Many people have different lines of what’s okay and what isn’t when it comes to manipulation. They don’t mind if a photo has been altered in small ways but they all have a limit of what is too much. Whenever the topics of exposure blending, luminosity masking, or dodging/burning get brought up, many reference that the father of landscape photography, Ansel Adams, used dodging and burning in a dark room to manipulate his photos. By using those we hold to the highest standards and arguably one of the most famous photographers of all time it helps justify manipulating a photo to enhance its appeal.

These techniques have gotten much easier in today’s world, such as sky replacement. With the advancement in technology, many times the images we capture aren’t even a good representation of the actual scene. Modern cameras take flat images with very little contrast, desaturated colors, soft edges, and distorted angles. What if the intention of manipulation is to create a more honest representation of a scene than what can be captured in a single exposure?

A perfect example is this image I took a few years back in New Zealand. I edited this photo in many ways but specifically look at the size of Mt. Cook in the frame. Many would say this amount of manipulation is too much but in reality, the first image is not how the mountain looks in person. Shooting at such a wide-angle distorts the frame heavily with objects in the distance appearing much smaller than they actually are, thus I spent time trying to better represent the actual scene. 

Photography Is Art

Where I find myself in this discussion is that photography is art and you get to do whatever you want within that medium that makes you satisfied. Above is an image I wrote about years ago that was a fun learning experience taking my photo and combining it with someone else’s into a composite. At some point, you merge digital art with photography but I’m not quite certain when that line gets crossed. If you’re upfront and sincere with whomever it is you are presenting your work to, I see nothing wrong with any level of manipulation. I do think it’s very important to be upfront though otherwise, we as photographers can find ourselves feeling a bit lost in a sea of perfect images. This happens in more than just landscape photography. Take the entire beauty industry as an example and reflect on the impact of perfecting skin, zero blemishes, and immaculate body features to create an unrealistic expectation of beauty in society.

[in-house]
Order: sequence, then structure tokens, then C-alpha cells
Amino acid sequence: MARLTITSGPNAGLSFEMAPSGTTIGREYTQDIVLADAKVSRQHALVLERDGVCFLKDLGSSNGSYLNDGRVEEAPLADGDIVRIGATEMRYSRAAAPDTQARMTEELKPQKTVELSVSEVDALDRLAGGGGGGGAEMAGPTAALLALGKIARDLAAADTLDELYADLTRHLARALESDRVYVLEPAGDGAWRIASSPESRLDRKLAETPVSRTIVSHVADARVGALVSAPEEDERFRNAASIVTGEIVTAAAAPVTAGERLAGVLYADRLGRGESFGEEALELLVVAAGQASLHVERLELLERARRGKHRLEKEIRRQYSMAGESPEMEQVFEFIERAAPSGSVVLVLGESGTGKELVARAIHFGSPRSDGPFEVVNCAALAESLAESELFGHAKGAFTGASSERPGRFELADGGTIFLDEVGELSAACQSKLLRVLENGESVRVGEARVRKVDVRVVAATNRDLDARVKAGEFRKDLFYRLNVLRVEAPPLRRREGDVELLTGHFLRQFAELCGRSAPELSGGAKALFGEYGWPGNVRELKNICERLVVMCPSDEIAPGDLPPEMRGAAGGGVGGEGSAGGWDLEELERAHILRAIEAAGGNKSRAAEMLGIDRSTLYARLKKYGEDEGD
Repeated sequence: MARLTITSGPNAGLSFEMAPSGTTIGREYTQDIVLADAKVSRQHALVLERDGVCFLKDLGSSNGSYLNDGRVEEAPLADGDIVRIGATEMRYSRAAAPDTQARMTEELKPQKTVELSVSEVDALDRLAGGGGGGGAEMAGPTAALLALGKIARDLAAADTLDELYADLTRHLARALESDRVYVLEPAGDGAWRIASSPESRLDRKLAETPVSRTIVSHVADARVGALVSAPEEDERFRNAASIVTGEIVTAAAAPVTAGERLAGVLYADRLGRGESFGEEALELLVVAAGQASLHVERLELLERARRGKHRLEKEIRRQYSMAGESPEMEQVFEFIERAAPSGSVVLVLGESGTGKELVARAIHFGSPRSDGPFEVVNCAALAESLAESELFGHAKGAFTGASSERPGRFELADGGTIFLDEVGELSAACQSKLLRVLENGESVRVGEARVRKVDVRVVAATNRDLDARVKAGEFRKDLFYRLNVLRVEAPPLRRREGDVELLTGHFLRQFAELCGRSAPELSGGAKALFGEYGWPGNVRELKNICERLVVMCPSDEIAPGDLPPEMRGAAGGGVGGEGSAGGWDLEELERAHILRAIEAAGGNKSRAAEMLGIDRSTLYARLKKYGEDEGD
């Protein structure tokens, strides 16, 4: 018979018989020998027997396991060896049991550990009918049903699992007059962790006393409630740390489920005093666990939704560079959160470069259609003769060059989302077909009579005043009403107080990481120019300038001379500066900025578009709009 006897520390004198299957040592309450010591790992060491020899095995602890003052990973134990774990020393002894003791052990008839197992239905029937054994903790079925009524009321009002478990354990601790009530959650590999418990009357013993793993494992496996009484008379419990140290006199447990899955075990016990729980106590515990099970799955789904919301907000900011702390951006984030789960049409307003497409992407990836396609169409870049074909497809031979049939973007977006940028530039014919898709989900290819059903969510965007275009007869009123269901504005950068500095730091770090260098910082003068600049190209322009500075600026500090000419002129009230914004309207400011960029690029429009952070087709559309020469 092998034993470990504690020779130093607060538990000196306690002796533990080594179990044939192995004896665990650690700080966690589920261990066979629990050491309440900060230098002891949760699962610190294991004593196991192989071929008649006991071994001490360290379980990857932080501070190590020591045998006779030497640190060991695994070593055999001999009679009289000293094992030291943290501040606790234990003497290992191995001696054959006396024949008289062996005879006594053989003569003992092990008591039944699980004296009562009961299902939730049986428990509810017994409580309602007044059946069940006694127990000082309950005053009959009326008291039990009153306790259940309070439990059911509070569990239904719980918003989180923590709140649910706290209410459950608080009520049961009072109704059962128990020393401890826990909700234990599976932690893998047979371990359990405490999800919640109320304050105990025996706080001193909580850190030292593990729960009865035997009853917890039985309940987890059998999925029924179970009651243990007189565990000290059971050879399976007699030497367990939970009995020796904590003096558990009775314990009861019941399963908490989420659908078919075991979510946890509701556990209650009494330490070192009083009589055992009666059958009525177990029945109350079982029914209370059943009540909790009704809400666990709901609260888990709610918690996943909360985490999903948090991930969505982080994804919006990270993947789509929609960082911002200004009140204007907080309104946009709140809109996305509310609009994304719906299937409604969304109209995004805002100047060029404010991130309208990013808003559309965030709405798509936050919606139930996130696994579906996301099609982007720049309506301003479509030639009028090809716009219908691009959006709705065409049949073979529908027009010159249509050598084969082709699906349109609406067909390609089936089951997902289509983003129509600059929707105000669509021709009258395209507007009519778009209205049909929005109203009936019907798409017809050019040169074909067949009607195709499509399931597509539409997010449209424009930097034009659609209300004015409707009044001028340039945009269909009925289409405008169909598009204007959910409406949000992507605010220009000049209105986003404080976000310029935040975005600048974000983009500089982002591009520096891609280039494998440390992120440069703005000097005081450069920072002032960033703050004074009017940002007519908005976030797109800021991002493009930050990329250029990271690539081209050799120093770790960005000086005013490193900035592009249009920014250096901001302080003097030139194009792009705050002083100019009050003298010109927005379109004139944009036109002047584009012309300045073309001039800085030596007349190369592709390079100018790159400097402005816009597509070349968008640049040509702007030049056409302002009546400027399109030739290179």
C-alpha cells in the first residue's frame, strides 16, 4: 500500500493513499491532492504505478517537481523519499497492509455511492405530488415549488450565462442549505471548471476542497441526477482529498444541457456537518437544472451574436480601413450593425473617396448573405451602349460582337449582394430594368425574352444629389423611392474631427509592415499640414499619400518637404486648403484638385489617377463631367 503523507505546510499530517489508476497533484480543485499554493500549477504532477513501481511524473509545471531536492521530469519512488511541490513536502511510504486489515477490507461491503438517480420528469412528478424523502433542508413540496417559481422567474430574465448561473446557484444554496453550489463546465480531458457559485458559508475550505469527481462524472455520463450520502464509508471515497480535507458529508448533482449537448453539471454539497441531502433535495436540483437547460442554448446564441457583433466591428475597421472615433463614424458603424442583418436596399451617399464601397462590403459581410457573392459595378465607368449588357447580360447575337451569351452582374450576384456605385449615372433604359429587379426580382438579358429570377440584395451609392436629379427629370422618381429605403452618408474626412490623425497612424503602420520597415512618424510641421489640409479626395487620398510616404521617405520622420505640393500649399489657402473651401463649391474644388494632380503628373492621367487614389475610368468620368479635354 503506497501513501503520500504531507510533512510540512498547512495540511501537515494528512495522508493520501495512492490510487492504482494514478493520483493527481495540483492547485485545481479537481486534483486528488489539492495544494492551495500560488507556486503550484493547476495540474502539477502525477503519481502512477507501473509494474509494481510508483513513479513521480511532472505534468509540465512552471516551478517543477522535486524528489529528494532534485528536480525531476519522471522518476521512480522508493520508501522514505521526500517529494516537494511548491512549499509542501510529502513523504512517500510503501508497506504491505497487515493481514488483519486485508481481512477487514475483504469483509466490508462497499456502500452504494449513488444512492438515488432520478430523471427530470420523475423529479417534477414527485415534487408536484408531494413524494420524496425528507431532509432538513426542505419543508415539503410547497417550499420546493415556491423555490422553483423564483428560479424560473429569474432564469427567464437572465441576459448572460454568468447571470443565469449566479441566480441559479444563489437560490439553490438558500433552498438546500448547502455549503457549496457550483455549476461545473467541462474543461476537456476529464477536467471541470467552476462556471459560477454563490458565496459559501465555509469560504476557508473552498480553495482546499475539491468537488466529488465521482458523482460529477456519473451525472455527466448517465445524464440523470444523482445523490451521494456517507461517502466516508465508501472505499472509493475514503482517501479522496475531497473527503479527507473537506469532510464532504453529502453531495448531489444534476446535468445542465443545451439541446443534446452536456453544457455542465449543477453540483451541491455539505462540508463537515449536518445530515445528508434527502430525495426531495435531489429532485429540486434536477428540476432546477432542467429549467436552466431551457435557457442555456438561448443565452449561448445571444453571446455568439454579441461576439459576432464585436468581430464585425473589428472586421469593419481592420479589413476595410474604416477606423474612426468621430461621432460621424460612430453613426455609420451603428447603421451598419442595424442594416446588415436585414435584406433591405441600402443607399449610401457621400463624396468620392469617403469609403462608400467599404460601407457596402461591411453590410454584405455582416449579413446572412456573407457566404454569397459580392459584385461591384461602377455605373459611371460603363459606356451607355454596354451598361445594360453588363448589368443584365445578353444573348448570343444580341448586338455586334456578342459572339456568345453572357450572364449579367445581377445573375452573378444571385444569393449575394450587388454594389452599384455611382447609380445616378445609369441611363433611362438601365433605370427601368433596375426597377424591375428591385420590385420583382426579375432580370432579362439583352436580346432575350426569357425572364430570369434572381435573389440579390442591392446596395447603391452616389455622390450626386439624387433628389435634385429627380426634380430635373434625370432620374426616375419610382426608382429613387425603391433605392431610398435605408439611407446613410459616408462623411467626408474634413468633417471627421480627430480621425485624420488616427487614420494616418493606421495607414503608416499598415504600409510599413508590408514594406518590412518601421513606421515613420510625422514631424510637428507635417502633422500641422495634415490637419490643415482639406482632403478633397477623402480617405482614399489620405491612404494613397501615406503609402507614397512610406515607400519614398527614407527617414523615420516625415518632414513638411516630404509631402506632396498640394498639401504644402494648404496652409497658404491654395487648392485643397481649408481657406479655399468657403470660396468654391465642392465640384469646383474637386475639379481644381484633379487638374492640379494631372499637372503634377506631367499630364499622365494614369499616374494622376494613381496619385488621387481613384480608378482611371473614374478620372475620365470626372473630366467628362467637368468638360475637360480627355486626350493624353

That same concept can happen within any form of photography and you can find yourself wondering why your work doesn’t look nearly as good as others. While we can all grow into better photographers it’s also important we are honest to our audiences and ourselves. I realize not everyone follows these principles and that’s their decision; morally and ethically for my own work I try to be upfront about how every image was captured and edited. 

Conclusion

So is sky replacement ethical? I presume the answer to that question depends on where you fall within the spectrum of opinions outlined here. The discussion of ethics in any subject is deep enough to need a college degree to fully comprehend. At the end of it all, it’s our decision as individuals to enjoy, consume, or even purchase based on the qualification we see as ethical within photography as a medium. Thanks for reading and I hope to see some civil discussion in the comment about your opinion on the subject!